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January 18, 2019

How to Improve Safety Performance Using a HRO Model

In the words of Florence Nightingale, “It may seem a strange principle to enunciate as the very first requirement in a Hospital that it should do the sick no harm”.1 This seems like a no-brainer, right?  Do No Harm.  Expected or not, most of us being admitted to a hospital have a reasonable assumption that we will not be harmed during our stay.  For many, that’s exactly what happens, in and out with no surprises.  Sadly, that is not the case for everyone.

Caregivers are human, and unfortunately mistakes happen.  In a 2016 study patient safety experts at Johns Hopkins calculated that “more than 250,000 deaths per year are due to medical error”.2  While healthcare organizations work to improve patient safety, avoidable patient harm continues at an alarming rate.  So what can organizations do to reduce avoidable errors and increase their patient safety?  Industry leaders say the best way to do no harm is by following a High Reliability Organization (HRO) model.

Improve Safety Performance

What is a HRO?

High reliability organizations are defined as “organizations that operate in complex, high-hazard domains for extended periods without serious accidents or catastrophic failures”3.  With the number of patients that flow through hospitals, rotation of caregivers, and complexity of procedures completed, it’s not a question of if, but when will a mistake occur.  That’s what makes the HRO model an attractive concept to healthcare organizations. HROs know the risk of a catastrophic error exists within their organization and they predictively work to prevent its occurrence.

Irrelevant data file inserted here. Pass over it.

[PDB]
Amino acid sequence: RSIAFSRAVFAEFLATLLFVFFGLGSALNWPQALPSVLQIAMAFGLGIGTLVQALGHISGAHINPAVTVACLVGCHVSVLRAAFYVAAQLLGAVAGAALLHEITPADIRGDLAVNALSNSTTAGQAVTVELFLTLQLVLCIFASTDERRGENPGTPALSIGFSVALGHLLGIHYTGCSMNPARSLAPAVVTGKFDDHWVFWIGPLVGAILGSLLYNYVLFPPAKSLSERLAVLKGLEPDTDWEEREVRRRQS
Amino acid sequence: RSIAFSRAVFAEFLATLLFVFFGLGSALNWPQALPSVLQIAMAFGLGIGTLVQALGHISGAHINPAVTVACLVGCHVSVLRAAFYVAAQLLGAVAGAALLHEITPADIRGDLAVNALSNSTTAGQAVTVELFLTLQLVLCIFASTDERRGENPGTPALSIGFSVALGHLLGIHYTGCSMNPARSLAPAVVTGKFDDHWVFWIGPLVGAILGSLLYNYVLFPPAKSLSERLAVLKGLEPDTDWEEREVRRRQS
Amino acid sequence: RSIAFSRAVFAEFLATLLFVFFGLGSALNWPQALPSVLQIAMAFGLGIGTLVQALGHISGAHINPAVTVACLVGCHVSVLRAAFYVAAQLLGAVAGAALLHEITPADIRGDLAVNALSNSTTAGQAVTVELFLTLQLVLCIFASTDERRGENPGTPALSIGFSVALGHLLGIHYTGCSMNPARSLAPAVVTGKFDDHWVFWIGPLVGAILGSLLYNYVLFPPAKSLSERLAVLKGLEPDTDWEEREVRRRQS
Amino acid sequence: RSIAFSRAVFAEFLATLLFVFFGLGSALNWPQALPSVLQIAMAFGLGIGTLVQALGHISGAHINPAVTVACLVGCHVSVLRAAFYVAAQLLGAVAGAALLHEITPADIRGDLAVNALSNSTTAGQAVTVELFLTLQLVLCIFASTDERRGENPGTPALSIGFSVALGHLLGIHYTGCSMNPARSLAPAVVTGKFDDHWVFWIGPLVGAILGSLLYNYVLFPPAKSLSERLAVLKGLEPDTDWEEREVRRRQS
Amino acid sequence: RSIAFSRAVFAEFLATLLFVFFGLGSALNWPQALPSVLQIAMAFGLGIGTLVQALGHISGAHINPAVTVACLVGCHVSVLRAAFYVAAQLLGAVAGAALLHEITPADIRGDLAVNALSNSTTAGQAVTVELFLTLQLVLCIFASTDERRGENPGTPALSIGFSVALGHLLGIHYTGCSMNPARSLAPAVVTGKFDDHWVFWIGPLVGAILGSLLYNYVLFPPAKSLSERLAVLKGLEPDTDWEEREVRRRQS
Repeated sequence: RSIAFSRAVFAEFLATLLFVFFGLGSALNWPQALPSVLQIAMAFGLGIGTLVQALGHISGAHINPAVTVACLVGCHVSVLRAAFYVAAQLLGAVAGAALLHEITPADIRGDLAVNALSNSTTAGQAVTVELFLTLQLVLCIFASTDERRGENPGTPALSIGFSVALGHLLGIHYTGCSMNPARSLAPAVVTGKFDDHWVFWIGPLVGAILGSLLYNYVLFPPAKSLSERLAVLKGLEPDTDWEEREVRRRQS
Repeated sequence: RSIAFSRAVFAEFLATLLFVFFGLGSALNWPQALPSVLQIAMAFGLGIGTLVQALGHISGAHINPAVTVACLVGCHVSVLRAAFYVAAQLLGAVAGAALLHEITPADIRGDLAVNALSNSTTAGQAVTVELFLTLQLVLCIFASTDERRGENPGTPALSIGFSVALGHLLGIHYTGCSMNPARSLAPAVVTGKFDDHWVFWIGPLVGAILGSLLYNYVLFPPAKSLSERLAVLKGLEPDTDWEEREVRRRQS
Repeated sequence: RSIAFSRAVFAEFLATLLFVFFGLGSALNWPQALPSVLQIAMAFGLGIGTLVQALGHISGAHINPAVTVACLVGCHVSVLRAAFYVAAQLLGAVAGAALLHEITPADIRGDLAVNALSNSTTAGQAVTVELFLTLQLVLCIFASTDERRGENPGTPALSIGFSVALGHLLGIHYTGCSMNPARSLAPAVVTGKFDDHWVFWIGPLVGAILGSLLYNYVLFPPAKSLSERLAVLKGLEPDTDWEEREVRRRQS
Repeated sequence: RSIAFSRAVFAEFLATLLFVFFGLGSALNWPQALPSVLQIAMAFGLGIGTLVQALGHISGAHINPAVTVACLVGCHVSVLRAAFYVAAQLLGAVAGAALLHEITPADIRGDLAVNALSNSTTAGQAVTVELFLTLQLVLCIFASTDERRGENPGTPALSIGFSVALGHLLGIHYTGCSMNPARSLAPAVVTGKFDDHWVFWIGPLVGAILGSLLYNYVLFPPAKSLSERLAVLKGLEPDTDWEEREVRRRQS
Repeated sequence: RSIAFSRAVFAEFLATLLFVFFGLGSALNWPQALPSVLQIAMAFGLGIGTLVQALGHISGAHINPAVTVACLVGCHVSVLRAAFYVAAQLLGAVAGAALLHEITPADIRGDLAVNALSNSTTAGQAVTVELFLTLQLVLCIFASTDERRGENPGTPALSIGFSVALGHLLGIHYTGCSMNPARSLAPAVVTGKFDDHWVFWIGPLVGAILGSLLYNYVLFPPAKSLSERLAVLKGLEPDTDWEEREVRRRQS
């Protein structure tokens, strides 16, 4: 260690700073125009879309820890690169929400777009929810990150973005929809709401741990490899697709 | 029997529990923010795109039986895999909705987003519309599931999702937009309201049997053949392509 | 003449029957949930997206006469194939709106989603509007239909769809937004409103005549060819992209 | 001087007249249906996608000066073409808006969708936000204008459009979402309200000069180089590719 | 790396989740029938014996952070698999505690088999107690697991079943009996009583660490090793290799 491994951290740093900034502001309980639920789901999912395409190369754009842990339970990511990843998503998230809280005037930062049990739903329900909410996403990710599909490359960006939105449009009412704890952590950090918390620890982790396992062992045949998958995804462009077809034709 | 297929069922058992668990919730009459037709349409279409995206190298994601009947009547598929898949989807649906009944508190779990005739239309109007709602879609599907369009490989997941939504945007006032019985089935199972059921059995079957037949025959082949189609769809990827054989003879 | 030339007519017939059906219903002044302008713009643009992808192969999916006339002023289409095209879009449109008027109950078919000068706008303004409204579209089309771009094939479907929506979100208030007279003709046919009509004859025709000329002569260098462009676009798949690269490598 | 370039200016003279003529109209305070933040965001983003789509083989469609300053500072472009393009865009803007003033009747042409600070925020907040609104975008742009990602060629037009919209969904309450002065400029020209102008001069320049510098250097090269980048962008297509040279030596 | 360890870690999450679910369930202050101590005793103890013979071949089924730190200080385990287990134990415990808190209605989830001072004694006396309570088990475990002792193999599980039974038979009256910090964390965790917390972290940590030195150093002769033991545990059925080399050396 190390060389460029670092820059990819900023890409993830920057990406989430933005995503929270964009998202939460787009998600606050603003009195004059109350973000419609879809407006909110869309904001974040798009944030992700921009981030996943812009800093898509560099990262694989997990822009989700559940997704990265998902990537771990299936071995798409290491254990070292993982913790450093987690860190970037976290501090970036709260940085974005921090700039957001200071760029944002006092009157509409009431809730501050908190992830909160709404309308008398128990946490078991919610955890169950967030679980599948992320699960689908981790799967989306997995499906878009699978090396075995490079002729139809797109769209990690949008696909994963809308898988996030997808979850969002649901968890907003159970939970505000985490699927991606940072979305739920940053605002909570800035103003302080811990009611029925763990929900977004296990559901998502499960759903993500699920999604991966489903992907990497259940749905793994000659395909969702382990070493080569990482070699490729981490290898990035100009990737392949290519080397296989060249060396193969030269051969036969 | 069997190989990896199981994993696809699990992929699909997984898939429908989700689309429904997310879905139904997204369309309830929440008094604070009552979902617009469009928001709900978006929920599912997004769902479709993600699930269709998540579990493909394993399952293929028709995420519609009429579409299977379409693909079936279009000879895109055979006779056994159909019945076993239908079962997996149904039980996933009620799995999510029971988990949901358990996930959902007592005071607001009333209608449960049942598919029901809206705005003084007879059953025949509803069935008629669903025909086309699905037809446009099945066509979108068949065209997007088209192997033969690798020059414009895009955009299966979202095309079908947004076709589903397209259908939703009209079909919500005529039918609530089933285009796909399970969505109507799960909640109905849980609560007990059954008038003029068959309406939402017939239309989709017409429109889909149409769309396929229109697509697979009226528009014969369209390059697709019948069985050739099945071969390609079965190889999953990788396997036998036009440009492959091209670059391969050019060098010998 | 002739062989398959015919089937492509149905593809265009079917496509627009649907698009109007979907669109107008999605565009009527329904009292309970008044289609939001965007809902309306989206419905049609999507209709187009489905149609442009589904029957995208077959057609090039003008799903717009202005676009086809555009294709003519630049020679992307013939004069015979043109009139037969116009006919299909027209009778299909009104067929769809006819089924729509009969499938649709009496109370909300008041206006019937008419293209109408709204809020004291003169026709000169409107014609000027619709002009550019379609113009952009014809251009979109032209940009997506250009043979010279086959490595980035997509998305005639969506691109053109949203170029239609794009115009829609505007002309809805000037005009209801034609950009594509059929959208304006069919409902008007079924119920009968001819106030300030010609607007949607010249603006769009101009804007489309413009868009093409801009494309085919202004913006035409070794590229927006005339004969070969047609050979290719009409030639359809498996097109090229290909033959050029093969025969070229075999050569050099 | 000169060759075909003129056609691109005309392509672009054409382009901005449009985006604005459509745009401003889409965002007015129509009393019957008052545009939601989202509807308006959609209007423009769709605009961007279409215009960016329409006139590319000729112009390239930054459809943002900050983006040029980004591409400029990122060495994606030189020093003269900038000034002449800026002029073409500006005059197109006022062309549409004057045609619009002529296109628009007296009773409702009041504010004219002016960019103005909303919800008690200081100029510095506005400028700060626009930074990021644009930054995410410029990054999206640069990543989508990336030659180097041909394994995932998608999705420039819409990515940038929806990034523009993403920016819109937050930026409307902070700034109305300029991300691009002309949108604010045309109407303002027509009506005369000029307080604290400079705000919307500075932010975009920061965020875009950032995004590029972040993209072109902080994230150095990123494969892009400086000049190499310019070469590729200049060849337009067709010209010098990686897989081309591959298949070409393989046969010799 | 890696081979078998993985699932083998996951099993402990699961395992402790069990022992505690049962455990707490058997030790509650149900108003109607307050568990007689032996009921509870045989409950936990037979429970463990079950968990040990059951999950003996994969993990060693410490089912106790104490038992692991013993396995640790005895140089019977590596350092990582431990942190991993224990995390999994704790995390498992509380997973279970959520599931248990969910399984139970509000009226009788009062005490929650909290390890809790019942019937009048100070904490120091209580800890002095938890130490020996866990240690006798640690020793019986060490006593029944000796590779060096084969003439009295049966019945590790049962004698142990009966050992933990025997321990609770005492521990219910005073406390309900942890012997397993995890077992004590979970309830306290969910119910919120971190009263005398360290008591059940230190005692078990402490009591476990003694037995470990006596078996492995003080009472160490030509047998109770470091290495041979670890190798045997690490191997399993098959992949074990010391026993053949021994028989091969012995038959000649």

Characteristics of an HRO

Karl Weick and Kathleen Sutcliffe, business school professors at the University of Michigan, studied the common attributes of HROs across multiple industries.  They concluded that there were 5 characteristics that all HROs have in common.4

1. Preoccupation with failure

HROs have an obsession with failure.  Big or small, each failure has the potential to develop into something more.  As failures occur the focus becomes how to prevent it from happening again.  Close calls or near misses receive the same attention as a failure.  A failure may not have happened, but the potential for error was there and must be examined.

2. Reluctance to simplify

Streamlining processes is essential in maintaining order and consistency.  HROs are cognizant that bare bones processes can have an adverse effect. Oversimplification can lead to oversight of key information that can lead to points of failure.

3. Sensitivity to Operations

Do you focus on the how and why of the operational aspects within your organization?  HROs do.  Those who work in a HRO are aware of what they do and what those around them do and the impact that each can have for failure. HROs are in a mode of continuous improvement, looking for loopholes and points where the unexpected can happen.